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Wednesday, September 06, 2006

Trend Marches On: Supply Up, Demand Down

August figures from the NWMLS have been posted. Inventory continued its climb, up 23.91% from last year, while sales were up slightly from July, but still down 13.29% from last year. Median sales price for single-family homes in King County was unchanged from last month, at $435,000. As is traditional, I have uploaded an updated version of the Seattle Bubble spreadsheet for your number-crunching pleasure.

Here are a few graphs from said spreadsheet.

29 comments:

Anonymous said...

Talk about things blowing up. That % inventory trend line is brutally steep. Combine that with 4 months of negative pending sales growth and the month's supply numbers must be skyrocketing. It will be 5-7 years before we dig out from under this mess.

meshugy said...

That % inventory trend line is brutally steep.

Inventory is still way below 2004 and 2003, etc. In fact, other then 2005, we have the lowest inventory ever right now.

KC Residence Aug 2006: 7,199
KC Residence Aug 2005: 5,810
KC Residence Aug 2004: 7,326
KC Residence Aug 2003: 8,488
KC Residence Aug 2003: 8,780

We're also seeing 12% YOY appreciation for KC residences. Still looks like a very strong market

Anonymous said...

Exactly, meshugy. Again a strong market, especially for neighborhoods close in. Just saw some more houses in the 98117 and 98103 list and sell within a week. Cali plates on two of the three buyers

Anonymous said...

It also appears that the "Aspen" Condos are ready for sale up on Greenwood around 78th. Condo conversion done in about five months . Low 100s to mid 300s. So definitely some nice units coming online in a cute neighborhood.

Anonymous said...

Something for the renters: Y'all can pool your nickels and buy this gem:

MLS 26088893
8500 9th Ave NW
Seattle, WA 98117
$1,099,000

seven units. Bought last year for $784,300 and four years ago for $50,000 ??? ( I hope the King County site is wrong ).

Anonymous said...

Inventory is still way below 2004 and 2003, etc. In fact, other then 2005, we have the lowest inventory ever right now.

Uhm...no offense, Meshugy, but do you know how to read a graph? Right now, active listings are at 2004 levels. Not below them.

A more cynical person might also point out that the current "historically low" inventory is about the same as the inventory in January 2001 (and trending upward at a much faster clip).

In case you've forgotten, the local economy was doing a swan dive into the toilet in 2001.

Anonymous said...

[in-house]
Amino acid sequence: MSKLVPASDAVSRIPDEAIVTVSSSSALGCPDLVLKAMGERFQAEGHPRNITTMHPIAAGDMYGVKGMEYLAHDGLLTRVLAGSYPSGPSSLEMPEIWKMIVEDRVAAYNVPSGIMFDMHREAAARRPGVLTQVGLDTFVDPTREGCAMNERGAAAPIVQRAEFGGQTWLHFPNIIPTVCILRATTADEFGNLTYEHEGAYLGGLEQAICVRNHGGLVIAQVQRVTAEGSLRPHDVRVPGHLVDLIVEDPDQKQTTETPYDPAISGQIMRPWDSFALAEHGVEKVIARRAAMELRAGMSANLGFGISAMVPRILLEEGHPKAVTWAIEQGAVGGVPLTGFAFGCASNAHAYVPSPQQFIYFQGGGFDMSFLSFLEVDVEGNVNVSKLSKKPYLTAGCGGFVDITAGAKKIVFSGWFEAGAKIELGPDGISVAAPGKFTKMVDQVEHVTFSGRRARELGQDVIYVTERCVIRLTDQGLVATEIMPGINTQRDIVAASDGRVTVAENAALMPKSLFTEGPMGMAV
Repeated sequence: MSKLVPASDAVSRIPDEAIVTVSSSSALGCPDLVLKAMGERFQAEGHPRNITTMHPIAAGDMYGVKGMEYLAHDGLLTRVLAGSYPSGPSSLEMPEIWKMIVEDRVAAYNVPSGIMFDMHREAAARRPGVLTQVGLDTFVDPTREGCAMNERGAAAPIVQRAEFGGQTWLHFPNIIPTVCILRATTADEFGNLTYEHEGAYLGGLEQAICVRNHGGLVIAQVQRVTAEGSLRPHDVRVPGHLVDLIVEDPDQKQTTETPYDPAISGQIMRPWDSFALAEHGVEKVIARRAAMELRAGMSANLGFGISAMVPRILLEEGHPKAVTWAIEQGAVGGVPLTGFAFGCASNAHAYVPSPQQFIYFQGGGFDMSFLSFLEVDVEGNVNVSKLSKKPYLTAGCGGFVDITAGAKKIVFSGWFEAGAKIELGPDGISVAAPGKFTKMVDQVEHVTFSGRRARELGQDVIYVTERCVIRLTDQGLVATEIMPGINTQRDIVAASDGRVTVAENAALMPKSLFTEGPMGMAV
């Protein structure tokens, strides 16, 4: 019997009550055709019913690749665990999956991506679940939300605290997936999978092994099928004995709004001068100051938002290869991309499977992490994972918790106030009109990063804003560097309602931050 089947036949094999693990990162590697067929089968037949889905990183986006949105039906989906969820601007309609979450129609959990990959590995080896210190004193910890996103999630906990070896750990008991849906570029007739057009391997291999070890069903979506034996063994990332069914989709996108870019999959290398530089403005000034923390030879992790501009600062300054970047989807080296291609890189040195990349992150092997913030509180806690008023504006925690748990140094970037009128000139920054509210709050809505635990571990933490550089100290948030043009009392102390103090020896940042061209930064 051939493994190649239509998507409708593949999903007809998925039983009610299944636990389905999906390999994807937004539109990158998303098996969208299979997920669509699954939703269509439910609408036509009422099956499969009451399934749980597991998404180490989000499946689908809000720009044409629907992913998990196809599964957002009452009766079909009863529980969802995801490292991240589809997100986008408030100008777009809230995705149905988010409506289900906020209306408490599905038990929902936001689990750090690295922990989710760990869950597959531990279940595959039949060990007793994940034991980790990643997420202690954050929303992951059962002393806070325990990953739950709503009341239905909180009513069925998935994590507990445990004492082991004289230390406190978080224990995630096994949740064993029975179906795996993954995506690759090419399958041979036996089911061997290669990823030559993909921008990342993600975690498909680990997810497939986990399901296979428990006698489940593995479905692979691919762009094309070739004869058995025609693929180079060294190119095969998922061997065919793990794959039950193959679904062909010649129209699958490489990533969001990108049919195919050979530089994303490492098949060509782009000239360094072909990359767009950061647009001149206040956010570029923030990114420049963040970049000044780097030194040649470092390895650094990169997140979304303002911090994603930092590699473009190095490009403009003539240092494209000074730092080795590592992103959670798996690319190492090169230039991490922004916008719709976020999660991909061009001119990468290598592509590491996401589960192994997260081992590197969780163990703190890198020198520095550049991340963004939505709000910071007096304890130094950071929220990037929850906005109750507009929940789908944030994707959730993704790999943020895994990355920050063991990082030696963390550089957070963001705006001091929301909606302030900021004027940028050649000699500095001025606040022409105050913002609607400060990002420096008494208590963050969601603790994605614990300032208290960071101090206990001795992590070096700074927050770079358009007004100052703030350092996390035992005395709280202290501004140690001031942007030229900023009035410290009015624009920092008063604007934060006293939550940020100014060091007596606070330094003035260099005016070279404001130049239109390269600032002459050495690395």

In case you've forgotten, the local economy was doing a swan dive into the toilet in 2001.

without a discernible effect on prices...next!

Anonymous said...

I see we have a new troll.

Why don't you post non-anonymously, so that we can all ignore you?

Anonymous said...

Anonymous said...

I see we have a new troll.

Why don't you post non-anonymously, so that we can all ignore you?


pot..kettle...kettle..pot

Anonymous said...

without a discernible effect on prices...next!

Except for the stall in price appreciation from 2001 to 2003, at a time when interest rates were nearing all-time lows.

NEXT!

Anonymous said...

Housing still appreciated above the rate of inflation in King County from 2001 to 2003. Look further down on Tim's blog for the Seattle Times graphic

john_law_the_II said...

more inventory=lower prices.

the US turned on a dime and seemingly overnight, the same will probably happen with Seattle.

john_law_the_II said...

"Except for the stall in price appreciation from 2001 to 2003, at a time when interest rates were nearing all-time lows."

only this time affordablity is going to top out and keep prices from going up.

deepcgi said...

I'm with you, Meshugy. Everything is wonderful. Borrow as much as you possibly can and buy just beyond your means. The real estate can never drop, so you can't lose. Otherwise, within a few years you'll be renting a parking space for three grand a month. And you won't demand higher wages to pay for it, either. You'll simply just change your lifestyle and like it. A 3 Bedroom, 2 bath house will cost 2 million bucks and Burger King will still have hamburgers for 99 cents.

synthetik said...

what a steal...

Another Fantastic Ballard Property For Sale

Peckhammer said...